We sometimes support each other in our projects, or collaborate, or just have conversations and offer one another peer support. And I think we’ve really leaned into peer support as part of our practice together. So we meet fairly regularly to talk about things, and it’s incredibly helpful now we’ve been working together for more than a year, to have knowledge of what each person’s been up to in different community settings – you can get this amazing array of considerations or responses to what might seem like a simple question that’s come up on a project.
It’s been very much about going at the pace of the people that we’re working with and ourselves, finding the right way to engage with them, not rushing when we can, just being and letting it evolve over time.
Do you have any examples of some of the work you’ve done recently with the Sensory Collective that you’ve been particularly proud of?
I’ve recently finished a block of time in a school in Edinburgh, where I was creating playful 1:1 sensory experiences with young children with complex support needs. I spent a long time getting to know the children and the school before the sessions started, which was an enormous privilege, having that time to slowly get to know them and how they like to be and communicate. And then really tailor the play sessions around them, which has been really, really amazing.
Together we have been working with moving and just being, playing with different curious objects, and lighting, and sounds to create a space that can be shifted to meet their sensory needs and what they are curious about. So the sessions are quite free and not prescribed in terms of what might end up happening. For me it’s really about tuning into the way that that person wants to play and engage with the room and with the objects and maybe with me, if I’m lucky. My background in clown and finding pleasure in being has helped me a great deal with being open and ready for anything!
I’ve also been lucky to chat about this work with Max Alexander, who is an amazing artist and play worker in the SC and I have found that really helpful.
What are some of the most interesting things you’ve learnt from being involved?
I think the thing that feels important is creating an environment that a person can come into and just “be” as they are on that day. And that slower, longer processes really are how I like to work but also how to really build relationships with people. In the past, I “ran” drama workshops where there was very much an expectation that there’ll be a lot of drama, games and activities and star studded performances, which was wonderful (and equally valuable) but this time has let me strip my participatory practice right back, whilst remaining really playful and open to potential. Having enough frameworks and structures or “scores” to work by but too many so there is space for the participants to shape and respond in their own way. Having the time to do that means that it looks maybe quite different to what I imagined it would look like and it might not be something that more conventional, neurotypical participatory arts would value as the outcomes are much harder to measure!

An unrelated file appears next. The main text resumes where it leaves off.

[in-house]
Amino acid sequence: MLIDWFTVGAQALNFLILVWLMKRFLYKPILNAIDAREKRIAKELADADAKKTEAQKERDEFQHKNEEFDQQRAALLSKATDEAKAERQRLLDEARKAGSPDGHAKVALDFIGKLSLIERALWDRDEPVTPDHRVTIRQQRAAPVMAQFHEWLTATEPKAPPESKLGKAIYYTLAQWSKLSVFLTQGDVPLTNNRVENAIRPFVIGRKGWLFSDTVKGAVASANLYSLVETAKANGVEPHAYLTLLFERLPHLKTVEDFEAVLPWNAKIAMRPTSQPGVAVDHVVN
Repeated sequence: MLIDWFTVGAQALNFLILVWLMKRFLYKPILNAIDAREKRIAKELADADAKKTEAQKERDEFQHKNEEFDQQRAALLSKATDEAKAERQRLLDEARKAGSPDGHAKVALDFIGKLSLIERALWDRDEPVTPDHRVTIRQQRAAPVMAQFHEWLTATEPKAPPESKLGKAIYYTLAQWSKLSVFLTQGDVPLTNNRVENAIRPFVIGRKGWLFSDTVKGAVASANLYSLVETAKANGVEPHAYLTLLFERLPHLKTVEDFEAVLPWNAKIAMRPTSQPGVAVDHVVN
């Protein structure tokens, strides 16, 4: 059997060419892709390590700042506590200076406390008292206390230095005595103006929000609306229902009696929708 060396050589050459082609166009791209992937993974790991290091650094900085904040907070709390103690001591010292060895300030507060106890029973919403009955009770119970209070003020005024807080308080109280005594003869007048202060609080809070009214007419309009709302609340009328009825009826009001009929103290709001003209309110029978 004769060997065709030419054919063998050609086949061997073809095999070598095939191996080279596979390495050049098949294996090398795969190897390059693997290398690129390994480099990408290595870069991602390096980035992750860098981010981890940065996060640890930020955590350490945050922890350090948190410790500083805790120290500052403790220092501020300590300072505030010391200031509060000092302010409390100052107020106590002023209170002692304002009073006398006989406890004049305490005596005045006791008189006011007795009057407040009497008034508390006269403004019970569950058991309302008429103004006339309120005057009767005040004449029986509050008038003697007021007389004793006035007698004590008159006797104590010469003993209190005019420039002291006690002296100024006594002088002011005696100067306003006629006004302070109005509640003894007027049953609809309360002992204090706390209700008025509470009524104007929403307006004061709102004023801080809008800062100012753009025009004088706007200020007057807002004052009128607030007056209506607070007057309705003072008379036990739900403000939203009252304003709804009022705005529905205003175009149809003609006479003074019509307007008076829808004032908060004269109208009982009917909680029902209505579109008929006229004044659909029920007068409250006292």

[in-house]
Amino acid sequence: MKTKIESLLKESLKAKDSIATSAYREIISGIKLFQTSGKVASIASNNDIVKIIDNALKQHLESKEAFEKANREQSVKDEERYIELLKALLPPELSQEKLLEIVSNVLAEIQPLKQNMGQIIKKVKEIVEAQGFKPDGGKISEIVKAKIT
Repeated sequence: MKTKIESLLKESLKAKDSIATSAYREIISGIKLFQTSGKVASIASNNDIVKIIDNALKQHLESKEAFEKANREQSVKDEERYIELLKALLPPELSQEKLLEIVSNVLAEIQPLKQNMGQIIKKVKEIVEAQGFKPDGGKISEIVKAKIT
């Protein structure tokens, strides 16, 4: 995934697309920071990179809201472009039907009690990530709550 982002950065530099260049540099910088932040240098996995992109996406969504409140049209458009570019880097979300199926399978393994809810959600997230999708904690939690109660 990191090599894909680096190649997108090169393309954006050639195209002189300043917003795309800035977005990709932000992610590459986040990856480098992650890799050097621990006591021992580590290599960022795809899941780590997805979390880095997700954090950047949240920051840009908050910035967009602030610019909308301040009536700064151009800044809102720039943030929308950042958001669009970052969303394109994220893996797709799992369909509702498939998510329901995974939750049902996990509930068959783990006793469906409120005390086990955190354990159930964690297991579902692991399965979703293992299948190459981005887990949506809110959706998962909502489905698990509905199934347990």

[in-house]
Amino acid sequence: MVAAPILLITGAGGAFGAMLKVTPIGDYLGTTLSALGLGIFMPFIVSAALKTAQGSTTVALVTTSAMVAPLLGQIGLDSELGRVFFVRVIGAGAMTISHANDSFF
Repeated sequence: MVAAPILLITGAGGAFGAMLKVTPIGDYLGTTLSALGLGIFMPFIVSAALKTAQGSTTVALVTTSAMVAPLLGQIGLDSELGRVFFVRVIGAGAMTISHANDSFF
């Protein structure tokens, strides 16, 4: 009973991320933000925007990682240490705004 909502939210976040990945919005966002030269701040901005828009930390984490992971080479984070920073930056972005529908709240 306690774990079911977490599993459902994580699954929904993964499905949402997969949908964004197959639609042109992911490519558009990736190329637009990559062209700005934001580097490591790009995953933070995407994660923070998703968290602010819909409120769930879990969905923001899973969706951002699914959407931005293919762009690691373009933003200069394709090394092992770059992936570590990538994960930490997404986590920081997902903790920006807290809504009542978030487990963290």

Why is this project so beneficial to people who face multiple barriers to accessing mainstream arts?
I’m neurodivergent and experience barriers all the time, but I don’t experience the same barriers that the people I’ve been working with experience at all. I mean, public arts spaces can be so inaccessible emotionally, physically and sensorily to so many different people. I think it’s quite rare that arts projects are properly funded and able to be so malleable and responsive to peoples needs. We can be led by the communities we are working with and what they already know, do and are.
To have the time (and money) to do that and to value taking time to understand peoples needs – it’s not necessarily believing that this work is going to be a life changing, and deeply inspirational experience for the participants, but that they’re able to access an experience, often in a community space they are already comfortable with, where they can take what they want from it.